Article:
Partially funded by George Soros's Open Society Institute, TASC
works to implement and improve after-school programs around New
York City and State.
All Stars Project, Inc
This performing arts organization for underprivileged youth holds frequent talent shows and productions. Volunteers can help recruit kids ages 5-25 from Harlem, Coney Island, Bedford-Stuyvesant and the South Bronx for auditions or help man the light and sound boards at the theater.
Artistic license: Kids get a head start on creativity with Art Start.
Featuring hip-hop, graphic-design, and fine-arts
programs, Art Start targets low-income and homeless
youth. Volunteers, many of whom are professional
artists, lead classes in their area of expertise, from
drumming to short-story writing.
Association to Benefit Children
Among ABC's programs: Baked in the 'Hood, which " has created a thriving industry in East Harlem by producing, merchandising and delivering elegantly packaged baked goods as corporate and individual gifts."
Big Brothers Big Sisters
Nearly a century old, Big Brothers Big Sisters of NYC provides long-term
one-on-one mentoring for 7- to 17-year-old kids from single-parent families
and underserved communities. Donations go toward matching kids with
volunteers, who mentor children in schools and the juvenile-justice system
or are assigned "littles" to take on cultural, educational, and recreational
Located in the foothills of New Jersey's Ramapo mountains less than
an hour from Manhattan, the camp offers an escape for kids from
low- to moderate-income families, with fees based according to need.
Children's Aid Society
The Children's Aid
Society strives to improve the lives of the 120,000 families it serves annually
with recreation programs, academic tutoring, and medical resources.
Computers for Youth
Every two weeks, devote half your Saturday to teaching computer basics to students and parents of low-income, public middle schools in Canarsy and East Harlem (in December).
Fresh Youth Initiatives
A Washington Heights-based initiative to foster the community service spirit through programs with neighborhood kids.
More than playing ball: New York Yankees centerfielder Bernie Williams reads to children
in Harlem RBI's REAL (Reading and Enrichment Academy for Learning) Program.
Play ball: the Reviving Baseball in Inner Cities project gives a uniform, a glove and a baseball or softball education to 350 boys and girls aged 7-18. The Web site notes that the Grays, the flagship team of the boys baseball program, have even appeared on a General Mills “Team Cheerios” cereal box.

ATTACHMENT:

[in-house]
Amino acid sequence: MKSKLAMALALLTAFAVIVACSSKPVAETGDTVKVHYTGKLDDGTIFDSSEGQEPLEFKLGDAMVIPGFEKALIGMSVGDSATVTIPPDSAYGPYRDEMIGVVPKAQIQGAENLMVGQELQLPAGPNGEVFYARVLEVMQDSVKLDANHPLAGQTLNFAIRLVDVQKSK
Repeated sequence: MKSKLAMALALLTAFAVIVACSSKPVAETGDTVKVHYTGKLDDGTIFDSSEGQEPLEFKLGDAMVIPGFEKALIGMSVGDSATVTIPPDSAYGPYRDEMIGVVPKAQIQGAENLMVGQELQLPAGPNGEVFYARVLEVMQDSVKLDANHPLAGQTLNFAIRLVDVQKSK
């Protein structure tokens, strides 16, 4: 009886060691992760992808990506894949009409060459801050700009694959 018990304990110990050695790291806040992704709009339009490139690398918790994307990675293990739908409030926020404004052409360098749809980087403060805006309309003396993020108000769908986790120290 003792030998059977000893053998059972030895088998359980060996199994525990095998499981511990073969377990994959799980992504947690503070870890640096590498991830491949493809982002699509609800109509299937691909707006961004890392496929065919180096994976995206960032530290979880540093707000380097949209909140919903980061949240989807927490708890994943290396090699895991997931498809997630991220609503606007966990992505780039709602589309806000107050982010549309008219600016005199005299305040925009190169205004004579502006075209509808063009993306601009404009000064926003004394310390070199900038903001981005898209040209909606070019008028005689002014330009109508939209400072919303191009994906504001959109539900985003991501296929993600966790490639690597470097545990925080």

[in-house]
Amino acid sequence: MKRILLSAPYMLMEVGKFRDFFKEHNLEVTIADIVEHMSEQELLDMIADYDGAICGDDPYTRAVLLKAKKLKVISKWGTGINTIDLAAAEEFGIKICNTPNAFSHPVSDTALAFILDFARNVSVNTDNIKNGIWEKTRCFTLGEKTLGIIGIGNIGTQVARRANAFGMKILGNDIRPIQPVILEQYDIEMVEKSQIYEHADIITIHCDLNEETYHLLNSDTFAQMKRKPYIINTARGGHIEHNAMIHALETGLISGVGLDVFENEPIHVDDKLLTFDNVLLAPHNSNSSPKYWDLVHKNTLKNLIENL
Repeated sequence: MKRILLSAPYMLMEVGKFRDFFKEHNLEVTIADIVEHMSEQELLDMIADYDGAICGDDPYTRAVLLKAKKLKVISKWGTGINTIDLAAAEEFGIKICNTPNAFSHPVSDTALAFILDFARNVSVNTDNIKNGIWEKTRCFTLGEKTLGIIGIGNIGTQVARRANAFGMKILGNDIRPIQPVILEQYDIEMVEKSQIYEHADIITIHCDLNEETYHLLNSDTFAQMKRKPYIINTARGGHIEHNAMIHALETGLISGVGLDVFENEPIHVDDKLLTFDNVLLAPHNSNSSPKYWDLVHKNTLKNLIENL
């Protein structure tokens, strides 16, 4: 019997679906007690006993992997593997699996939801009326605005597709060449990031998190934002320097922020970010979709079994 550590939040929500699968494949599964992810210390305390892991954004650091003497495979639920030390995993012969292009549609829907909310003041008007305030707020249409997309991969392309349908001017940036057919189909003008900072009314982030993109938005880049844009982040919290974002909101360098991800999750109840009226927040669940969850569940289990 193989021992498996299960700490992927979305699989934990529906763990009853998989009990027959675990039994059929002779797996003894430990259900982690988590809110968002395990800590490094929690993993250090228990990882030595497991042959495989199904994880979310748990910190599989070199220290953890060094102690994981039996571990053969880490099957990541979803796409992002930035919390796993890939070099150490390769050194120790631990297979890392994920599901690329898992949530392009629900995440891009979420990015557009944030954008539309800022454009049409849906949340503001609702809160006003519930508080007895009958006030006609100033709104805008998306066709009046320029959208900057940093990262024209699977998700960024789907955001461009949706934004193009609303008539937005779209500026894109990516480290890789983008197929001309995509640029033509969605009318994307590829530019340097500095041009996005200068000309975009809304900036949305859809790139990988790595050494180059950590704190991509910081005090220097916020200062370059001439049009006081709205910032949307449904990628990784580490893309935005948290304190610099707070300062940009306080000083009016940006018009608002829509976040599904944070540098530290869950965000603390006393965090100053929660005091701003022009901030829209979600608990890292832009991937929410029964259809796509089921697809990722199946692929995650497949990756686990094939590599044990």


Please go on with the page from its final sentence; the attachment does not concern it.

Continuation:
Join this educational group’s Core Program and
conduct one-on-one or small-group in-school tutorials
(a minimum of two hours a week during the academic
year is required) for academically underperforming
kids, grades kindergarten through 12, at one of 850
participating public schools. Or opt for the Art Works
program—volunteers take third-graders to the
Brooklyn Museum of Art and the Metropolitan Museum of
Lower Eastside Girls Club
The club fosters all kinds of activities for girls 8-18, including photography, book groups, and baking.
Make-a-Wish Foundation grants
wishes to children with life-threatening illnesses. The program was founded
22 years ago after a terminally ill boy in Arizona -- who dreamed of being a
state trooper -- inspired his community to get him a motorcycle and a tiny
uniform and arrange for him to spend one day on patrol.
From playing with younger kids to helping older kids shape their goals, this organization helps put role models in touch with youth. Read more.
New Yorkers for Children
The nonprofit arm of the city's Administration for Children's Services accepts financial donations to help foster children get through tough transitions.
Established in 1995, PENCIL (Public Education Needs Civic Involvement in
Learning) is an educational
nonprofit that encourages the private sector to get involved in the city's
public schools. Their Principal for a Day program invites celebs and CEOs to
visit schools and create partnerships with them, like providing management
advice or starting scholarship funds. All proceeds target specific school
needs, ranging from library books to refurbished playgrounds.
Project Reach Youth
Serving neighborhoods in Brooklyn, PRY provides education, counseling, and youth leadership development programs to help low-income children and youth.
The former Center For Children + Families works to serve kids in neighborhoods with the highest rates of abuse, poverty, and other threats to young people.
Seeds of Peace
Donate $2,500 and send a teenager to the Seeds of Peace International Camp in Maine, where regular camp-like activities are supplemented by non-violent conflict resolution workshops. Foreign campers from regions of conflict join their American hosts.
Smaller donations welcome as well.
one afternoon a week at the Harvard Club or Columbia
University teaching reading, math, and the like to
Harlem middle-school and high-school students,
followed by an hour of squash. (Volunteers can help
academically, athletically, or both.)
Student Sponsor Partners
SSP selects students from low-income families and
transfers them from high schools with low graduation
rates to schools with high ones (nineteen of the
twenty participating institutions are Catholic).
Sponsors pay an average of $2,200 toward the typical
yearly tuition of $4,200 per child and spend time with
the students four to six times a year. So-called Time
Sponsors can donate $250 and meet with a child
Varietythe Children's Charity
Kids' charities may not be able to create a carefree childhood, but they can
supply necessary aid and programs for the city's children in need. Variety
the Children's Charity funds pediatric
services in inner-city hospitals, special-education programs, and